Churchill offered not only a warning but also a solution, summed in his other two soundbites. Instead of appeasement, he called for “fraternal association” among the “English-speaking peoples”, based on “a special relationship between the British Commonwealth and Empire and the United States”. Insisting that this relationship depended not only on special affinities, such as language, he talked of military cooperation, interchangeable weaponry, the sharing of bases, and eventually even common citizenship. It was Lord Halifax, his reluctant rival for the role of war leader, who had first predicted a “special association” with the US in a memo written after the fall of France. But it was Churchill who deployed the term “special relationship” publicly during the war and in a speech to the Commons in November 1945. As with “iron curtain”, however, it took the unique circumstances of Fulton to bring it to the notice of the US and the world.

Yet neither term was employed by Churchill as the title of his speech. Instead, he called it “The Sinews of Peace”, tweaking the old adage about money as the sinews of war. Essentially, he was saying that Anglo-American unity constituted the supple power needed to keep the peace. He dismissed talk that war was inevitable, asserting of the Russians that “there is nothing they admire more than strength, and nothing for which they have less respect than weakness, especially military weakness”. Churchill regarded negotiation with the Soviets, from a position of strength provided by the special relationship, as the only way to prevent a third world war. His aim was therefore “a good understanding on all points with Russia under the general authority of the United Nations Organization” backed by “the whole strength of the English-speaking world”. This, declared Churchill in a sentence added on the train, “is the solution which I respectfully offer to you in this Address to which I have given the title ‘The Sinews of Peace’’’.

Of the four soundbites, the most important for Churchill was the special relationship. That, he told his audience, was “the crux” of his message. He was speaking at a time when the wartime alliance was fraying amid arguments about whether the US would provide a postwar loan to Britain and maintain the atomic bomb as a joint project. The structure of the speech also made clear Churchill’s prime emphasis. He spoke first of “the two great dangers” of the era, “war and tyranny”, arguing that the UN could not work effectively without the special relationship. Only then did he introduce the “iron curtain” theme, to justify his contention that the “fraternal association” must be forged soon. The alternative was to learn these lessons yet again “for a third time in a school of war”. Rather than proposing an Anglo-American axis to wage the Cold War, Churchill was invoking the threat of a world war three to justify a special relationship.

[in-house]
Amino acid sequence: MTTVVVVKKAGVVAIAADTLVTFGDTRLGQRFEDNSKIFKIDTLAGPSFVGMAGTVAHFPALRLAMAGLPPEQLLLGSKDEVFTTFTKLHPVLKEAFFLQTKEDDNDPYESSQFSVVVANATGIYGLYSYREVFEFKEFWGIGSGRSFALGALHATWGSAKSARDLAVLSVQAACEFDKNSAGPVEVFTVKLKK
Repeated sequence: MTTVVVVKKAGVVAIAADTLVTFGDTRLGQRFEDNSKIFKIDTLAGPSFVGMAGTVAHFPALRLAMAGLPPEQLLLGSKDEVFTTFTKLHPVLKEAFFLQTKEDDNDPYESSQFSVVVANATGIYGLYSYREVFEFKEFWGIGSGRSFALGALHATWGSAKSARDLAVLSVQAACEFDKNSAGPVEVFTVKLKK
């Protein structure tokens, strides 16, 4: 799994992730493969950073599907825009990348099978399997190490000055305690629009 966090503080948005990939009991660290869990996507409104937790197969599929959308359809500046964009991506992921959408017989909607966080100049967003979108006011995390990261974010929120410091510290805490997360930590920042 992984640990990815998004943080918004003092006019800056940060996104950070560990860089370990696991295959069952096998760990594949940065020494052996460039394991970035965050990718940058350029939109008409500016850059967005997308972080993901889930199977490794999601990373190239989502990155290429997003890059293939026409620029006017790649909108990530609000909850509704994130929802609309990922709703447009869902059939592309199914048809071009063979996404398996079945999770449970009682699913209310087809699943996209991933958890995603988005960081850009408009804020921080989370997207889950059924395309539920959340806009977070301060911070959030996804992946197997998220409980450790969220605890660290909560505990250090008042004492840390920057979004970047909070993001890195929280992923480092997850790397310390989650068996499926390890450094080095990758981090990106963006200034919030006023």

Why, then, has the Fulton speech been understood as the clarion call to Cold War? Churchill himself was partly to blame. For a man so attuned to words, he was surprisingly indecisive about titles. The speech was originally billed as simply about “World Affairs”. Only on the day before did he sharpen the title to “The Sinews of Peace”. Many advance texts for the press did not use this phrase and that affected the balance of some of the reporting.

Yet context mattered more than content in explaining reaction to the Fulton speech. By the time Churchill spoke, the Soviets and Americans were facing off at the UN about the Red Army’s failure to withdraw, as agreed, from northern Iran. It was his comments on Russia that were therefore most likely to hit the headlines, particularly when packaged in such a striking phrase. What’s more, Moscow unleashed a massive counter-attack on Churchill in the press. Most remarkable, on 13 March, Pravda printed a Q&A session with Stalin himself about Fulton. The drama of the moment is vividly conveyed by the New York Times banner headlines on Thursday 14 March: